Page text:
Description
Course info
Level
Intermediate
Updated
Apr 23, 2019
Duration
2h 12m
Description

Creating a melee battle scene is one of the most fun and challenging animation tasks. In this course, Animating Melee Combat in Maya and Unity, you will get to see how to use a variety of animation techniques, including hand key-framing, hybrid animation with mocap clips, and some procedural animation to get it done. First, you will get to see the importance of the animatic and the scratch track for the audio in creating these scenes. Next, you will learn how to properly zero your characters and their relation to each other in world-space. Finally, you will go over editing changes and making improvements to your character in Maya. By the end of this course, you'll have a solid understanding of process, techniques, and commitment it takes to bring an exciting battle sequence to life.

About the author
About the author

Mark Butler is a veteran producer, character animator, technical director, and motion capture specialist. He has worked on a wide variety of animation projects for games, broadcast, and live events, for clients such as DC Comics, Atari, Warner Bros., Disney and Sony, as well as many independent productions.

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More courses by Mark Butler
Section Introduction Transcripts
Section Introduction Transcripts

Course Overview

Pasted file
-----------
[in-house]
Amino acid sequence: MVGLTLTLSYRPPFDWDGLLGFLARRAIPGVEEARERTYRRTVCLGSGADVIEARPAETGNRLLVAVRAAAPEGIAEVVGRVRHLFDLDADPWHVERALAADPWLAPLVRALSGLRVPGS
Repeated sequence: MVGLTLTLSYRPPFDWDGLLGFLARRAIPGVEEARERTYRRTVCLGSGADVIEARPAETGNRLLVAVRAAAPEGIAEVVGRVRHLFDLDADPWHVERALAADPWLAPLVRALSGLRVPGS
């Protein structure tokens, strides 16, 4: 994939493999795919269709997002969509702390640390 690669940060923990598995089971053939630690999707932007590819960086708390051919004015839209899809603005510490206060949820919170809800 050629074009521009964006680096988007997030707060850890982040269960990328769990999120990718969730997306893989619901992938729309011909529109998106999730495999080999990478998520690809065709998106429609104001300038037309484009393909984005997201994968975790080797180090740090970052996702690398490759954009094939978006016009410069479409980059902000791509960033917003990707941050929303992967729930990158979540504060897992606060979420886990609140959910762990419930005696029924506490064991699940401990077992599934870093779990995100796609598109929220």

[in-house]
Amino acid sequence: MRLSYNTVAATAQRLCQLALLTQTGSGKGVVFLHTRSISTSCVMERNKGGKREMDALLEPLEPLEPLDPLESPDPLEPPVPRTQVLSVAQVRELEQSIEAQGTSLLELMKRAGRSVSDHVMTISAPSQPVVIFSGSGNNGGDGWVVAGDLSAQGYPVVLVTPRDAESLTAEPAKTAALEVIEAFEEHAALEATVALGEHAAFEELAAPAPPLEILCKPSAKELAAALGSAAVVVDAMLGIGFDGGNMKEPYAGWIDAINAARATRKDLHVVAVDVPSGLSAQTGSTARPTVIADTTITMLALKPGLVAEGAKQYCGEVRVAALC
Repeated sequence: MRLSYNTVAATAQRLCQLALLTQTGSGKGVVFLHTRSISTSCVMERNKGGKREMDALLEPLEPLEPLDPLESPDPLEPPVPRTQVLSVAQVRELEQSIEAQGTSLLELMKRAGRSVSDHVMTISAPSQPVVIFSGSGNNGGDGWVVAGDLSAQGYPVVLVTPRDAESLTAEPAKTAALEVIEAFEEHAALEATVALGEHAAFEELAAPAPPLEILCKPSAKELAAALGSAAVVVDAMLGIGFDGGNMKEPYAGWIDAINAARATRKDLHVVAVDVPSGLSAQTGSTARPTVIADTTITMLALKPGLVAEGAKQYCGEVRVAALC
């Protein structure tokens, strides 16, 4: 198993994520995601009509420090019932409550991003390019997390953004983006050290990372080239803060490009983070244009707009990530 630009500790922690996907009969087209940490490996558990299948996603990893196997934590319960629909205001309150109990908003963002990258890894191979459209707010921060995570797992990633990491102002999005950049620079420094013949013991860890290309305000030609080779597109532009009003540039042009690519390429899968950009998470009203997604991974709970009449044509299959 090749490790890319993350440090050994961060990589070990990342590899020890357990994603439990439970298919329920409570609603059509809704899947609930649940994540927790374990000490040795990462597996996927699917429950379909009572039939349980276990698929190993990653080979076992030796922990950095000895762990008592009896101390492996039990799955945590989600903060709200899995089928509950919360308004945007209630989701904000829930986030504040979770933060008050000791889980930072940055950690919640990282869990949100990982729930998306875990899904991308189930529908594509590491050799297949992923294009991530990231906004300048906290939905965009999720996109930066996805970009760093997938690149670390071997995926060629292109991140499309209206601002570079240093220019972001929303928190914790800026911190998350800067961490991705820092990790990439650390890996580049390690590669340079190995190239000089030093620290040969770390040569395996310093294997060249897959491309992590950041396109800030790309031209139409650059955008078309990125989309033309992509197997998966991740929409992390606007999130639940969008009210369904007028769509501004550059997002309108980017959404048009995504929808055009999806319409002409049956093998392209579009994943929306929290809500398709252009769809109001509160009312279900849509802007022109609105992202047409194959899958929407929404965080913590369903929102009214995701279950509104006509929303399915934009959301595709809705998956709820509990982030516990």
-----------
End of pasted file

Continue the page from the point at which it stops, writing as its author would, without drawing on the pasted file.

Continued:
Hi everyone, my name is Mark Butler, and welcome to my course on melee combat using Unity and Maya. I'm an animator and technical director at Secret File Animation where we create animation for games, broadcasts, and live events. One of the funnest and most challenging scenes to animate is a melee battle. In this course, we'll cover just about everything you need to do to set up and effectively choreograph a battle between our hero, Velric, and his opponent, Bugbreath, the bad goblin. We'll cover all the preparations for your timings and how to control your characters in the scene from the Swords and Shovels game. Along the way, we'll use a variety of animation techniques, including hand keyframing, hybrid animation with mocap clips, and some procedural animation as well. Some of the major topics that we'll cover will include the importance of the animatic and the scratch track for the audio, proper zeroing of your characters and their relation to each other in world space, using Unity's Timeline and Cinemachine for maximum dramatic effect, editing changes and making improvements to your character in Maya. By the end of this course, you'll have a solid understanding of the process, techniques, and commitment it takes to bring an exciting battle sequence to life. Before beginning this course, you should be familiar with my previous courses, Game Character Animation in Unity and Maya and Hybrid Animation Using Mocap. This course is essentially a continuation of these courses, and I assume that you're familiar with the hybrid animation concepts that I covered in detail in those two courses. This is an advanced course intended for users comfortable in Maya and Unity, including scene navigation, asset manipulation, keyframing, and joint manipulation. Well, this one has been a fun one to put together, that's for sure. I hope you enjoy it, and I hope you get a lot out of it. See you there, only on Pluralsight.